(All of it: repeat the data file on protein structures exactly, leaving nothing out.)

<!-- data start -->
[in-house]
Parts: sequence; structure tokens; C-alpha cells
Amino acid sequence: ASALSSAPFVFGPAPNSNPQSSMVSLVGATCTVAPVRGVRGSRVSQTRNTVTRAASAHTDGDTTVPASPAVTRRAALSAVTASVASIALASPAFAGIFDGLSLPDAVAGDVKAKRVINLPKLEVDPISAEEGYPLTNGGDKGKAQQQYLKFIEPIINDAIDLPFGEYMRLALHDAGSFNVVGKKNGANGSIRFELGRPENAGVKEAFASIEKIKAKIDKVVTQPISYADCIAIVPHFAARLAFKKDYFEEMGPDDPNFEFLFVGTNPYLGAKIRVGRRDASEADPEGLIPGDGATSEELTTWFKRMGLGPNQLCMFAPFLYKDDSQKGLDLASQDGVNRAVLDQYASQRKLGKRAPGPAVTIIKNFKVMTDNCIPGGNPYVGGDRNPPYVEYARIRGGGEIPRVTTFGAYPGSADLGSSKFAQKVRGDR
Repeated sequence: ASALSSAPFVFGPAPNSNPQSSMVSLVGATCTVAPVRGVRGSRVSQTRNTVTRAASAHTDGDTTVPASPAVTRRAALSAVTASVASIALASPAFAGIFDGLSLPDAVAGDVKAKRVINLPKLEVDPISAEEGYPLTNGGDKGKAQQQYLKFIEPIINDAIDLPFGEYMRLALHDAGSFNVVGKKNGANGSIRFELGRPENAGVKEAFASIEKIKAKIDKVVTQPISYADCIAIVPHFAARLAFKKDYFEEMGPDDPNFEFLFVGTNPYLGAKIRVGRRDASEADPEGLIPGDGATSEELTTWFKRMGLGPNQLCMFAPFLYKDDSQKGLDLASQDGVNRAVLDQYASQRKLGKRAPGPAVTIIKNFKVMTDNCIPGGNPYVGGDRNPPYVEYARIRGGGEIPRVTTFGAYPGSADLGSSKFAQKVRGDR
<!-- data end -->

[in-house]
Parts: sequence; structure tokens; C-alpha cells
Amino acid sequence: ASALSSAPFVFGPAPNSNPQSSMVSLVGATCTVAPVRGVRGSRVSQTRNTVTRAASAHTDGDTTVPASPAVTRRAALSAVTASVASIALASPAFAGIFDGLSLPDAVAGDVKAKRVINLPKLEVDPISAEEGYPLTNGGDKGKAQQQYLKFIEPIINDAIDLPFGEYMRLALHDAGSFNVVGKKNGANGSIRFELGRPENAGVKEAFASIEKIKAKIDKVVTQPISYADCIAIVPHFAARLAFKKDYFEEMGPDDPNFEFLFVGTNPYLGAKIRVGRRDASEADPEGLIPGDGATSEELTTWFKRMGLGPNQLCMFAPFLYKDDSQKGLDLASQDGVNRAVLDQYASQRKLGKRAPGPAVTIIKNFKVMTDNCIPGGNPYVGGDRNPPYVEYARIRGGGEIPRVTTFGAYPGSADLGSSKFAQKVRGDR
Repeated sequence: ASALSSAPFVFGPAPNSNPQSSMVSLVGATCTVAPVRGVRGSRVSQTRNTVTRAASAHTDGDTTVPASPAVTRRAALSAVTASVASIALASPAFAGIFDGLSLPDAVAGDVKAKRVINLPKLEVDPISAEEGYPLTNGGDKGKAQQQYLKFIEPIINDAIDLPFGEYMRLALHDAGSFNVVGKKNGANGSIRFELGRPENAGVKEAFASIEKIKAKIDKVVTQPISYADCIAIVPHFAARLAFKKDYFEEMGPDDPNFEFLFVGTNPYLGAKIRVGRRDASEADPEGLIPGDGATSEELTTWFKRMGLGPNQLCMFAPFLYKDDSQKGLDLASQDGVNRAVLDQYASQRKLGKRAPGPAVTIIKNFKVMTDNCIPGGNPYVGGDRNPPYVEYARIRGGGEIPRVTTFGAYPGSADLGSSKFAQKVRGDR